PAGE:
March is MIOSMMusic In Our Schools Month– sponsored by MENC, Music Educators National Conference. As a music educator, obviously I support music education in school. However, it is interesting to hear what other people think about music education. Check out these Public Service Announcements from MENC’s MIOSM website.

Clay Aiken’s PSA

Sara Evans’ PSA

Edgar Meyer’s PSA

Cool Web Elements

Check out A cool web elements generator for free. I am sure all you Facebookers and MySpacers know all about this service, but I am slow……there are really cool animated lettering graphics, postcards, photo slideshows, and tons of other stuff! Lots of fun! Check it out! (the only catch is they make you install a toolbar in your browser….I don’t mind….)

Korg nanoKey

So I am working on a Capstone Project proposal for a technology endorsement called Teach21. While selecting the hardware and software I will need for my project, I stumbled across this cool little piece of hardware called a nanoKey. I am so excited about this little guy for a number of reasons….

  • It is small so it does not take up whole lot of desk space for my classroom computers (I will have 8 desktop student computers when the hardware for my project is installed)
  • It is USB powered so I do not have to worry about MIDI interfaces
  • It still uses MIDI information, so we can use these little keyboards to input music or record songs with any instrument of our heart’s desire
  • You can daisy-chain them together to get consecutive octaves
  • They are portable, so I can set them up when we need them and remove them when we don’t (so the little 5 and 6 year olds to destroy them!!)
  • It is extremely affordable, retailing at $62, on sale right now at $50!!

So needless to say, I am extremely excited about the potential of this little gadget in my classroom. I am looking forward doing composition units with my students next year, once I get all of my new equipment. Obviously I love music technology and I can’t wait to share new experiences with my students.

March 2009 Music Education Carnival

Please check out this month’s “MUSIC EDUCATION BLOG CARNIVAL” at Tanbur Music Education Blogspot. My post “Using Audacity to Have Fun with Folk Dances” is one of the featured articles this month.

From the Carnival, I also like Joseph Pisano’s article “Should we Utilize Technology in the Music Classrooms? Questions to Ask First.” This is especially pertinent to me right now as I am working on my Capstone Project Proposal for a technology endorsement called Teach21 with my county. I am considering what technologies to use to implement a composition unit for next school year.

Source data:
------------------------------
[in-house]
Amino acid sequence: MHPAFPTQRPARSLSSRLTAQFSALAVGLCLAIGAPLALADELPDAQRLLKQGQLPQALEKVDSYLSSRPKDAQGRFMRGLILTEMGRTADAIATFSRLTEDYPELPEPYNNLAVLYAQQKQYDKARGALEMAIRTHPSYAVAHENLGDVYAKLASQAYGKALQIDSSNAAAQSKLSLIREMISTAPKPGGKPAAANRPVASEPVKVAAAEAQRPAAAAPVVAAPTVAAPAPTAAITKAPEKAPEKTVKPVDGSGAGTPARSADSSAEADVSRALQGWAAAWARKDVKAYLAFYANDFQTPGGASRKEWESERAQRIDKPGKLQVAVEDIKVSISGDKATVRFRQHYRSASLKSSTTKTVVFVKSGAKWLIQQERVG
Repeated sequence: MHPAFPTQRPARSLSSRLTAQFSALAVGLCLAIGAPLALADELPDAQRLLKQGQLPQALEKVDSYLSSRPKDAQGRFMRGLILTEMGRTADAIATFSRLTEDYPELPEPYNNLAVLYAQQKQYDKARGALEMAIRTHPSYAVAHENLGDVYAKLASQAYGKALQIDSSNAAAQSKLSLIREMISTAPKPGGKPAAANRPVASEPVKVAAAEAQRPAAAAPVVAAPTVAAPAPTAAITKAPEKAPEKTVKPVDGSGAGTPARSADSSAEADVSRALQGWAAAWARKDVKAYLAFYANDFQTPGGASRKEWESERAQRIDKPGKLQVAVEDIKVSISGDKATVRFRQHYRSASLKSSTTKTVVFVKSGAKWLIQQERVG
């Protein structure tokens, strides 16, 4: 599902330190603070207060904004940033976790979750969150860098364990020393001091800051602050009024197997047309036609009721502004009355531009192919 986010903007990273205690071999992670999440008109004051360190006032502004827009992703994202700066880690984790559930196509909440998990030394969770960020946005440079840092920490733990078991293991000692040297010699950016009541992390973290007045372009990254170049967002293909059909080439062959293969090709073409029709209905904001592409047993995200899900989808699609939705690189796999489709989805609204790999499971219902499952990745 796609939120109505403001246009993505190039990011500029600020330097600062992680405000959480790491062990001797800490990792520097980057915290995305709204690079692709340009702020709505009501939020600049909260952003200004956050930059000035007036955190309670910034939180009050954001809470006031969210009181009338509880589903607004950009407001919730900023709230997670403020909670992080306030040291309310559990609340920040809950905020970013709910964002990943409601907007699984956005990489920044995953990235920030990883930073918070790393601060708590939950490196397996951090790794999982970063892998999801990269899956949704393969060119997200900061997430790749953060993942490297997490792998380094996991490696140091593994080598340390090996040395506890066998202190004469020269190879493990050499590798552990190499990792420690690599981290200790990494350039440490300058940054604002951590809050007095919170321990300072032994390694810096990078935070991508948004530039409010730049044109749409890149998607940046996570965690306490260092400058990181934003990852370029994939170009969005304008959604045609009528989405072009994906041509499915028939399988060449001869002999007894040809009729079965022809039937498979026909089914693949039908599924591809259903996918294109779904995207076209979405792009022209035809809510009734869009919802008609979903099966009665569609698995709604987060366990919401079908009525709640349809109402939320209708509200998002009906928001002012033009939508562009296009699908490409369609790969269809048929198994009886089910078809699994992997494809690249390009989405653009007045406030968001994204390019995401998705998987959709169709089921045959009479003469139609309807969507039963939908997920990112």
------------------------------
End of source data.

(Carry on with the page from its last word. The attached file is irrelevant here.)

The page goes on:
Young Person’s Guide to the Orchestra

Last week 2nd grade was studying the instrument families in the orchestra. My student teacher did a great job of introducing the four families and the instruments that belong to each family. He chose some really cool listening examples from Play Music. Then we worked together to create a listening map for Benjamin Britten’s “Young Person’s Guide to Orchestra.” We made the listening guide interactive by making it a flipchart page for ActivStudio on the interactive white board (Promethean Board). Each student was given a copy of the listening map and a bingo chip (click on the image below for copy of this listening map….you are welcome to use as you choose!). As each family or instrument was featured in “Young Person’s Guide,” the students would move their chips to the instrument/family they heard. The teacher would show the correct answer on the board after all students responded. It ended up being a fun, challenging, and rewarding listening activity for the students. And it proved to be an effective learning activity as well as an authentic assessment!!

Also, see David French’s post on Tanbur Music Education Blogspot called “Orchestra and Opera.” He has posted some cool links and resources for Benjamin Britten’s “Young Person’s Guide.”

ActiVotes are Great!!

First of all, it has been FOREVER since I have posted. I apologize….March is a busy month, and things get crazy.

Second, I used my ActiVotes for the first time this week. My classroom is equipped with an ActivBoard by Promethean. Included with the ActivBoard are these little voters called ActiVotes. They are wireless, battery-operated student response devices. Until now, these little things have intimidated me and I have been scared to use them. However, my student teacher and I finally got them out and started to figure them out. For his teaching unit, my student teacher has to administer a pre-assessment and a post-assessment to evaluate student learning. This was the perfect opportunity to try the ActiVotes out. And boy was it cool!
I helped my student teacher create an assessment using content from his unit. We passed out the ActiVotes and gave a VERY simple explanation at how they work. I was amazed at how engaged and quiet the students were as they took the quiz. I shouldn’t be amazed as these kids have grown up with buttons and tech devices since they were babies. This was instinctual for them. But it was cool to have them excited about showing what they know and responding accurately to the quiz.